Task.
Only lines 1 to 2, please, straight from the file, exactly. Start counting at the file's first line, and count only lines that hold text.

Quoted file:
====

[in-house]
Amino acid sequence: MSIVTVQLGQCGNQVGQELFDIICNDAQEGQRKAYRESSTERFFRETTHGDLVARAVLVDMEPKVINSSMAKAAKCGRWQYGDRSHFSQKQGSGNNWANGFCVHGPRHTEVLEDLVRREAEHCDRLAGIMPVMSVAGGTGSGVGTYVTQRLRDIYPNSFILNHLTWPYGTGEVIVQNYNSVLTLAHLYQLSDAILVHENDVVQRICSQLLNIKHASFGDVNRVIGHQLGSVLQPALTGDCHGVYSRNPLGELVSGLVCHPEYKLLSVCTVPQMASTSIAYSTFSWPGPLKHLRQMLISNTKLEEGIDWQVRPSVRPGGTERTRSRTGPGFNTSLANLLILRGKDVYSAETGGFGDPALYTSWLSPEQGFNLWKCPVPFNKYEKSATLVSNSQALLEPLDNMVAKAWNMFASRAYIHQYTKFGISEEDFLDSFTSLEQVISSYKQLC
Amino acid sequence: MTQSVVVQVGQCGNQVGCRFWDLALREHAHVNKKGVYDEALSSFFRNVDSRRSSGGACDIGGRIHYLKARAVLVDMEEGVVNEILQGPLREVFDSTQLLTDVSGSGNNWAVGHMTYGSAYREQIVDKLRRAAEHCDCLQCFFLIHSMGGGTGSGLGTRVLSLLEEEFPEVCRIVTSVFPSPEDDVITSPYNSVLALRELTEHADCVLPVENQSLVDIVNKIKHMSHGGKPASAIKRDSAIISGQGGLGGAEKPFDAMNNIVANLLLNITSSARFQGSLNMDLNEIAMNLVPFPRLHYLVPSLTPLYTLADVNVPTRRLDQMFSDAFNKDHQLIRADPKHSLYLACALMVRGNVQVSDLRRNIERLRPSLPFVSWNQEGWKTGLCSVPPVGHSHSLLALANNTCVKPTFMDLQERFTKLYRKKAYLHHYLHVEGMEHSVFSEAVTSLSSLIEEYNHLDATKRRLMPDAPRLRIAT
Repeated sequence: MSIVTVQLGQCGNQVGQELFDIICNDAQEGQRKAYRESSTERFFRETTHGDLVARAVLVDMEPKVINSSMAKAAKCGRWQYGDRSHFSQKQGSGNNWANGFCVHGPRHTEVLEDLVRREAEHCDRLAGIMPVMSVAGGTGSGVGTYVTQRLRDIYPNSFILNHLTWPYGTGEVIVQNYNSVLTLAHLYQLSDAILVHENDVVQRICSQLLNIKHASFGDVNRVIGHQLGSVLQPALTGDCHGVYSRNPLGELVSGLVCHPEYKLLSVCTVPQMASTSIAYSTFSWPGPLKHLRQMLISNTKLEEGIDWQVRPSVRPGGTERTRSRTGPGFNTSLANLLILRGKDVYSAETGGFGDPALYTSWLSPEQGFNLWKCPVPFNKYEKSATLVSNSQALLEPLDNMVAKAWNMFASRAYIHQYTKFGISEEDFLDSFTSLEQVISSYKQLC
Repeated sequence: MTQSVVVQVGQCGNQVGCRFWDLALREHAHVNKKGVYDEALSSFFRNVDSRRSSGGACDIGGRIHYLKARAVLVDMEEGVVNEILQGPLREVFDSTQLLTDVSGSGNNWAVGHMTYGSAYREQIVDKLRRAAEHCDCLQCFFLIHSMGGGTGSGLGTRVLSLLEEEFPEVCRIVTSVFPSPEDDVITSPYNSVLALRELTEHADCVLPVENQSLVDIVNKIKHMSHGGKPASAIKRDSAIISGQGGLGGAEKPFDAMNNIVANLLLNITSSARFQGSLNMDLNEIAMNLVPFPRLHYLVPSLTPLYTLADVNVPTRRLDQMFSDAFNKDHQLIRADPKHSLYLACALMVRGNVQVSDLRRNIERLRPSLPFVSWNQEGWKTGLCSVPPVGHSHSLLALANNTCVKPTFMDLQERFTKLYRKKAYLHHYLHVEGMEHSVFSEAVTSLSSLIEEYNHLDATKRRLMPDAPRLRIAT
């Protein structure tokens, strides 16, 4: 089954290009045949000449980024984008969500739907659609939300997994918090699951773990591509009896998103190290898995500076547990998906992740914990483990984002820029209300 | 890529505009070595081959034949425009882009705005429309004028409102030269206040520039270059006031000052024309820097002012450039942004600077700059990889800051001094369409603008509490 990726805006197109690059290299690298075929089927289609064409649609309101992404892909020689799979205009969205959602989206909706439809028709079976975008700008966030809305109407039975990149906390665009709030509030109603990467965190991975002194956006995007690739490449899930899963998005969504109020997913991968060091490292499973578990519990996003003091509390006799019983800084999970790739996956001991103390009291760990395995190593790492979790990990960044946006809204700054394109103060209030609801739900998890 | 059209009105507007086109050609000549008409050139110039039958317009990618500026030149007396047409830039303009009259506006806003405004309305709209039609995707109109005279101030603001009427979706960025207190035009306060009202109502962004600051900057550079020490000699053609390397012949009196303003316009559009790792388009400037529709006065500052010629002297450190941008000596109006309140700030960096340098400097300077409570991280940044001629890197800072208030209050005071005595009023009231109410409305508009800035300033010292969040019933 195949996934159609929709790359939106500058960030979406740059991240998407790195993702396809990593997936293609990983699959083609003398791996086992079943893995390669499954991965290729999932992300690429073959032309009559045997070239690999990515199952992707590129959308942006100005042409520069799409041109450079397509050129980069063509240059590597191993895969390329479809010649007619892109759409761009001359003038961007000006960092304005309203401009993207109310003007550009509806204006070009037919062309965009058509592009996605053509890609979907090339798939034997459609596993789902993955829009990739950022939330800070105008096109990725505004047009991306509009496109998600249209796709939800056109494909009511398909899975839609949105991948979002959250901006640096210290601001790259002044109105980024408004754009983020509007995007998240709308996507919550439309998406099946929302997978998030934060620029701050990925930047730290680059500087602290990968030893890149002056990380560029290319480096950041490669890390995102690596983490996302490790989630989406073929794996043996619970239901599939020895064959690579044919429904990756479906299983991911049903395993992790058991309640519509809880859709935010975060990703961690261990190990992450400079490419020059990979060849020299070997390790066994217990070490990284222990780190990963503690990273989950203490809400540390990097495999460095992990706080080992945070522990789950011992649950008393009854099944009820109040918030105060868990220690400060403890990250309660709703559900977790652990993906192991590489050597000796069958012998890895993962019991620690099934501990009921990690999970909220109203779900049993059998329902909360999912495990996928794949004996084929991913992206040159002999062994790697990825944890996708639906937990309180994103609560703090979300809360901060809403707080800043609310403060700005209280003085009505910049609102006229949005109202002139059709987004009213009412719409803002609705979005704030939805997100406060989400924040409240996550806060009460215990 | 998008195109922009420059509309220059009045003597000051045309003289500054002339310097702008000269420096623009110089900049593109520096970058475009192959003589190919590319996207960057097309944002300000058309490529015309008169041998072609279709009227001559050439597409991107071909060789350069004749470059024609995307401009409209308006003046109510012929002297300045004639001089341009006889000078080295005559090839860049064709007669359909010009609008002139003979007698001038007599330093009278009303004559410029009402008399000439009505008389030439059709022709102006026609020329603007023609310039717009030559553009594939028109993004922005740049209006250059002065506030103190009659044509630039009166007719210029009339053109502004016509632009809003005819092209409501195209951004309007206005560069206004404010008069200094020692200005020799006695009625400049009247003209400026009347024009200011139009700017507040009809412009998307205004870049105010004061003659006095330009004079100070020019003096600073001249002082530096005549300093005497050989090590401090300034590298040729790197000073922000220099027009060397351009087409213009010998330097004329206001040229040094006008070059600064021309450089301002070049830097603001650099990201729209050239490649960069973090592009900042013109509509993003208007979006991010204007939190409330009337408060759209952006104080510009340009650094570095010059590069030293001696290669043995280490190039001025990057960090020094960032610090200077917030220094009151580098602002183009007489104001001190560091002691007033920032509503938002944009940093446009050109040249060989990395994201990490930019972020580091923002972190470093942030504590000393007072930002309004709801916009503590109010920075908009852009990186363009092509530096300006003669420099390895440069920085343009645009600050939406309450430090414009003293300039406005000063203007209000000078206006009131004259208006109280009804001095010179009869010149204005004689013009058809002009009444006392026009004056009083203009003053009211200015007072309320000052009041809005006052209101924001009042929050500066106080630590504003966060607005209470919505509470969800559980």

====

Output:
[in-house]
Amino acid sequence: MSIVTVQLGQCGNQVGQELFDIICNDAQEGQRKAYRESSTERFFRETTHGDLVARAVLVDMEPKVINSSMAKAAKCGRWQYGDRSHFSQKQGSGNNWANGFCVHGPRHTEVLEDLVRREAEHCDRLAGIMPVMSVAGGTGSGVGTYVTQRLRDIYPNSFILNHLTWPYGTGEVIVQNYNSVLTLAHLYQLSDAILVHENDVVQRICSQLLNIKHASFGDVNRVIGHQLGSVLQPALTGDCHGVYSRNPLGELVSGLVCHPEYKLLSVCTVPQMASTSIAYSTFSWPGPLKHLRQMLISNTKLEEGIDWQVRPSVRPGGTERTRSRTGPGFNTSLANLLILRGKDVYSAETGGFGDPALYTSWLSPEQGFNLWKCPVPFNKYEKSATLVSNSQALLEPLDNMVAKAWNMFASRAYIHQYTKFGISEEDFLDSFTSLEQVISSYKQLC